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‘Fugue’ Review: A Disappointingly Straightforward Amnesia Drama from the Director of ‘The Lure’ — Cannes 2018

Agnieszka Smoczynska’s solid second feature is a cold and well-observed amnesia drama, but it feels like a bait-and-switch after "The Lure."


Arriving in the wake of her beloved goth mermaid extravaganza, “The Lure,”  Agnieszka Smoczynska’s disappointingly unadventurous second feature begins much the same way as her first. A mysterious woman surfaces from the underground darkness of modern Poland, grabbing our attention as she stumbles into society. But where the twin sirens in Smoczynska’s debut emerged from a fairy tale, the lost and confused heroine of “Fugue” materializes from the shadows of an unaccountable two-year absence. Her name — she thinks — is Alicja (screenwriter Gabriela Muskala), and the camera follows her as she walks out of a Warsaw subway tunnel in an atomic blonde trench coat, climbs onto the busy platform, and casually pees all over the floor.

Memory loss is one of the oldest plot devices in the world, which makes it ripe for some kind of reinvention. The opening minutes of “Fugue” not only suggest that we’re in for another grim and off-kilter portrait of femininity, but that Smoczynska is again twisting a very familiar setup into a ruthless piece of storytelling that plays by its own rules. That suspicion only intensifies during the surreal early scene in which Alicja is forced to appear on a call-in show so that someone might phone in and claim her as their own.


Someone does: Her husband of 23 years (Lukasz Simlat). He says that her real name is Kinga. He takes her back to their house in the countryside, and he re-introduces her to their young son. He admits they were unhappy. Alicja doesn’t remember a thing, and she doesn’t seem particularly interested in trying. Refusing to play wife to a man she doesn’t remember having — or mother to a child she doesn’t remember raising — the sullen blank slate asserts herself as the coldest part of the frigid Polish winter. Her aversion to people is only rivaled by her aversion to underpants (not a side effect of her neurological condition so much as an unmissable reminder that she doesn’t give a fuck).

Alas, the surprises in Alicja’s story end there. While “Fugue” takes pleasure in scrubbing away the thick veneer of schmaltz that’s suffocated a number of movies with the same basic premise (remember “The Majestic”?), its hostility only takes it so far. Familiar questions of memory and identity swirl about, Muskala’s script evoking “Eternal Sunshine of the Spotless Mind” as Alicja and her husband start to fall in love after half-forgetting the fissures that drove them apart, but Smoczynska is too entranced by the void between its characters to look at it from a meaningful perspective. As compelling as it is to watch this splintered family grapple with the futility of trying to retrace their steps (Muskala is brilliant as a bitter pill, and even better when she starts to dissolve into something new), the film has so little faith in the process that it can only trudge forward until it’s time to admit defeat.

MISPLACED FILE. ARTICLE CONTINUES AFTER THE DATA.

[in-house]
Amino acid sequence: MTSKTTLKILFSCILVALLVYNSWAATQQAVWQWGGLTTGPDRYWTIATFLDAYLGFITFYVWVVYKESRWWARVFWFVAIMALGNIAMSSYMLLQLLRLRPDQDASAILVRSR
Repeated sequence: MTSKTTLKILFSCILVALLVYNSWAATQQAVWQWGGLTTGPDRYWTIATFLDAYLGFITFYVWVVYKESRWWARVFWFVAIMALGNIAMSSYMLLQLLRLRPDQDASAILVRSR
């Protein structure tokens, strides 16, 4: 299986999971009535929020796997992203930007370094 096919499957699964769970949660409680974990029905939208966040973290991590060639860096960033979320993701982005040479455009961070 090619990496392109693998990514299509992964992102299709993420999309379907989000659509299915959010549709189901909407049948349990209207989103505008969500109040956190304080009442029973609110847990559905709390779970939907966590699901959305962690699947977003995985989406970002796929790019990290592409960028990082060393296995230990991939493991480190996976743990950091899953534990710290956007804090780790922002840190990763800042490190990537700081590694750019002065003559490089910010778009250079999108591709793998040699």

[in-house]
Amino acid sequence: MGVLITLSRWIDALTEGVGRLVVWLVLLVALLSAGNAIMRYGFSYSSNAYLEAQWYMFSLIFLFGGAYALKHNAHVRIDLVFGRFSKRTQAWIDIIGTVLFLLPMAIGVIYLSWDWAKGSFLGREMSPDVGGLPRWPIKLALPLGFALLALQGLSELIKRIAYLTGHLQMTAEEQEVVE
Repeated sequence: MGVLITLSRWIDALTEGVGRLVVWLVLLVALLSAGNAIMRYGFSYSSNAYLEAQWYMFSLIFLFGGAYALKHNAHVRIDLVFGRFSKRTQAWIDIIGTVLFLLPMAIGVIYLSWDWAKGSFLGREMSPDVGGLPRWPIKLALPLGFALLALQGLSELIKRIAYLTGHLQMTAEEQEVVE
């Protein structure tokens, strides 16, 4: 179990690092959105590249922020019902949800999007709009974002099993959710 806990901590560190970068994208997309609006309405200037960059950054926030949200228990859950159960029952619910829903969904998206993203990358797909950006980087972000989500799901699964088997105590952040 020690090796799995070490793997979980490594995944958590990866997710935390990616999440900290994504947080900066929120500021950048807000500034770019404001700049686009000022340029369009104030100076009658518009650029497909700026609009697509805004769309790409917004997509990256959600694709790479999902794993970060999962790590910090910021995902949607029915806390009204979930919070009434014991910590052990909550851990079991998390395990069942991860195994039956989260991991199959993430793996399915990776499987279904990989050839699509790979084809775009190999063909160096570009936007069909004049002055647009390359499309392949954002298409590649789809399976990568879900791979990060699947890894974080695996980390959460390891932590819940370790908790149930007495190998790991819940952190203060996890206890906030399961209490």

It doesn’t help that “Fugue” never fully disabuses us of the idea that it’s a mystery. “I really don’t care who I was when I was with you,” Alicja tells her partner, and yet questions about who she used to be (and the traumatic event that changed her) hover over the story until the bitter end, by which point any plausible answer would feel unsatisfying.

Even in that dull reveal, however, Muskala sneaks in an unnerving piece of information. It’s par for the course in a movie that seldom lives up to its potential, but always remains tantalizing enough to make us wish that it did. Smoczynska is still a master of penetrating disquiet — the aforementioned television studio vibrates with a Lynchian emptiness that makes the very question of identity feel as unsettled as it should.

And it should go without saying few directors know how to use music as such a destabilizing force. It’s no wonder, then, that the best scenes in “Fugue” hinge on the soundtrack. The one that stands out is a hazy and spontaneous dance scene. Despite being so attuned to the painful dislocation of knowing that you’re not who you’re supposed to be, Smoczynska’s new film only really finds it rhythm when the right song is there to steer it home.

Grade: C+

“Fugue” premiered in the Critics’ Week section of the 2018 Cannes Film Festival. It is currently seeking U.S. distribution.

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